Definition of work absence and return to work
Heitz et al63 proposed the inclusion of standardised measures of a range of work outcomes, to permit comparisons between studies. Although the methods for assessing absence were generally quite consistent, the definitions of absence that were used varied considerably. It has been noted that although absence would appear to be straightforward to measure, there are many and varied definitions of absence that relate to the absence episode (eg, new/current/past absence), duration (eg, calendar days, working days, compensated days, hours) and person (number taking absence, percentage absence).64 ,65 Hensing et al66 suggest five measures that should be included when recording absence in an attempt to introduce some consistency across studies: frequency of absence, length of absence, incidence rate, cumulative incidence, and duration of absence. Of the studies that were included in the current review, the majority of these measures were missing.
Variability in definitions was also found in measures of return to work and it is important to note that return to work does not equate to ‘full recovery’ or working at full capacity. Research into the measurement of return to work suggests that there are difficulties associated with reliability (particularly of self-reported status), and that the validity of measures should be examined as common measures of return to work lack information on sensitivity and specificity.58 Additionally, Anema et al10 urge caution when comparing return to work rates across countries as a result of differing systems of disability benefits and applied work interventions, which have been demonstrated to have an impact on the rates of absence.67
In conclusion, this review has identified the important influence of research methodology when conducting studies with an occupational outcome. The observed heterogeneity demonstrates a need for more consistency in the definitions and measurement of both absence and return to work in order to accurately relate the literature to the occupational burden in people with back pain. There has been a move within the back pain literature to standardise terminology68 and this is beginning to transfer into the occupational health literature.39
Length and timing of follow-up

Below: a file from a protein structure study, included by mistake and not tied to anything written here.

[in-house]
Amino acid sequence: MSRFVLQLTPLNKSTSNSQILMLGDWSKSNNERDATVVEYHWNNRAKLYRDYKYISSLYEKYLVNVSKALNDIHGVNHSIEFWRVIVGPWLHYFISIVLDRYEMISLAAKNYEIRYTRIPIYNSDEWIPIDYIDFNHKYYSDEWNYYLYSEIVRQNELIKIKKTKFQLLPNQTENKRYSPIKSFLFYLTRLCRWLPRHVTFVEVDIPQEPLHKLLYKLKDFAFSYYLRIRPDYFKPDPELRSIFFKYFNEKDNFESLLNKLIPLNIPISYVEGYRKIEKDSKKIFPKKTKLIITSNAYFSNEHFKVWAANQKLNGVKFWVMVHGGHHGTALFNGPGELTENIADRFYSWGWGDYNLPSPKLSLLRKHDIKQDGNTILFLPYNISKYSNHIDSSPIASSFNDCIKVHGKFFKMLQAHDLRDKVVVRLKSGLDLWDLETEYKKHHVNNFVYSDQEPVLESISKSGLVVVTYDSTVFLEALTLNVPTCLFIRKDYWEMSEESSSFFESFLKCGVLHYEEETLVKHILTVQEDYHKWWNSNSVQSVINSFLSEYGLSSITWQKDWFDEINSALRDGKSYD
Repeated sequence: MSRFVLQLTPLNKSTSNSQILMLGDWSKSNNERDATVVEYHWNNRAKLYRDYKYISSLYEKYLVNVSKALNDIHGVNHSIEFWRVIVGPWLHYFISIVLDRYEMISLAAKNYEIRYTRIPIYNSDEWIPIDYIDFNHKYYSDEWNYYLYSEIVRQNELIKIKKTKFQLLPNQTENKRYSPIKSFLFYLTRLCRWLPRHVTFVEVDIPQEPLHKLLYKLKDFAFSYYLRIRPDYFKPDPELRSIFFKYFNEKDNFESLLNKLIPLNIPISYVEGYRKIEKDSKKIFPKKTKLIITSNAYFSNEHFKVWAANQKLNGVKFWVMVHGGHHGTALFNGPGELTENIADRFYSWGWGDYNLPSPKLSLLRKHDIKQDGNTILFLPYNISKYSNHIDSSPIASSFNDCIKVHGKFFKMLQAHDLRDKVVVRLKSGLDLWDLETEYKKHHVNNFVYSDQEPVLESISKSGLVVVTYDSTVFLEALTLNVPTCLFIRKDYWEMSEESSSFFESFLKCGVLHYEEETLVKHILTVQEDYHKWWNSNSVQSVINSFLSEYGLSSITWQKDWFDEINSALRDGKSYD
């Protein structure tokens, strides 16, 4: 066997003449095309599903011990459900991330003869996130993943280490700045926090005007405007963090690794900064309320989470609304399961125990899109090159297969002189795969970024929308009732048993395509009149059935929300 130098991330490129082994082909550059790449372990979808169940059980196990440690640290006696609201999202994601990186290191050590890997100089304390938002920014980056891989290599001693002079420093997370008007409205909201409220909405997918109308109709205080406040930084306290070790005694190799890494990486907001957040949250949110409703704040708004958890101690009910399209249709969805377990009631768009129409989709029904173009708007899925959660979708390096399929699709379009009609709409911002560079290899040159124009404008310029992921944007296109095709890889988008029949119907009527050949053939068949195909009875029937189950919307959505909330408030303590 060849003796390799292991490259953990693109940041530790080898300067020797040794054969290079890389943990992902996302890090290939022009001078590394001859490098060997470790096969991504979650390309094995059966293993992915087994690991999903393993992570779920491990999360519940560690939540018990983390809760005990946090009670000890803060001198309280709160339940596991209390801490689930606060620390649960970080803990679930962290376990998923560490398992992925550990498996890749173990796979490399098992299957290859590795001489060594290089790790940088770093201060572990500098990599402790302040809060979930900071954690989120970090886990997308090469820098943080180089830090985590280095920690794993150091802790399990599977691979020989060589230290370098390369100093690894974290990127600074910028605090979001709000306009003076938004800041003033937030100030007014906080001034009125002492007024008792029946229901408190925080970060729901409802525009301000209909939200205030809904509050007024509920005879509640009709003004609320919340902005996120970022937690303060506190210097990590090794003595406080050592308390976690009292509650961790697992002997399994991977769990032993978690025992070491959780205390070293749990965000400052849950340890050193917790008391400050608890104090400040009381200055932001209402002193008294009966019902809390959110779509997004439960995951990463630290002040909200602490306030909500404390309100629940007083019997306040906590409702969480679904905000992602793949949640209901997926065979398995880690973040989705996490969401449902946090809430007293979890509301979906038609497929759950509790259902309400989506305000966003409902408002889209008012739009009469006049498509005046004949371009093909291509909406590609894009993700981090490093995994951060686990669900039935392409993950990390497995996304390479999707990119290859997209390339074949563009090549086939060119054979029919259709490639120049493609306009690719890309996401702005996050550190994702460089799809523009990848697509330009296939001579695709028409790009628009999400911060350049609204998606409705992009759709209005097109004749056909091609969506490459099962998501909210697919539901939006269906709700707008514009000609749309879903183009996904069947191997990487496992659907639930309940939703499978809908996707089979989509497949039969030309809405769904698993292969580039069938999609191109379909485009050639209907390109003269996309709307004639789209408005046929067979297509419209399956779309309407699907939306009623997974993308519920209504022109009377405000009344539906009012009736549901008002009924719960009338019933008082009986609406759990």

It has been proposed that the assessment of outcomes should take place at a common and clinically relevant time point and the findings of the current review would support this proposal.63 The studies included in this review varied considerably in terms of length of follow-up and timing of outcome measurements, which may have influenced findings regarding occurrence of work absence or return to work rates. Each study was allocated to a category relating to time-period of outcome up to 1 month, 1–6 months and 6 months or longer. These categories were selected to reflect the most common follow-up periods in the studies, and the potential for policy consequences, with no specific intervention being required for people (approximately 68% based on this review) who have returned to work within 1 month, while those who have not returned to work by 6 months (approximately 15%) may be eligible for state support in the form of benefits (eg, in the UK). While 1 month may be considered an arbitrary time point, those who have not returned to work at 1 month (estimated at 32%) are at a crucial point for intervention to prevent longer term absences and high costs associated with benefits, in addition to the adverse health, social and economic consequences for the individual.7 This group could be targeted for identification of obstacles to working with health conditions,69 with a move towards early screening for occupational factors associated with long-term back disability.70 Screening and targeting of risk factors for poor outcome has been demonstrated to be clinically and cost effective with regard to treatment for back pain, with a positive effect on work absence in addition to pain,71 but the method now needs to be more specifically applied to occupational risk factors of back pain in order to prevent long-term absence and promote return to work. At present there is insufficient evidence on prognostic factors, which means that we cannot yet accurately predict (at the start of work absence) who are likely to have a poor long-term outcome. There is currently little evidence to support a strategy in which early intervention is targeted only to those who need it. Therefore, the most effective and efficient approach may be a stepwise approach, in which more proactive intervention is offered to those still absent from work at a time after which current evidence indicates the majority have returned to work with no or minimal intervention. Intervening at an earlier stage risks being costly due to ‘treating’ people with back pain who are likely to return to work regardless. However, additional (randomised) research needs to take place to clarify if 1 month is indeed the most appropriate point at which to intervene in those who are absent from work, and which interventions are likely to be most cost effective.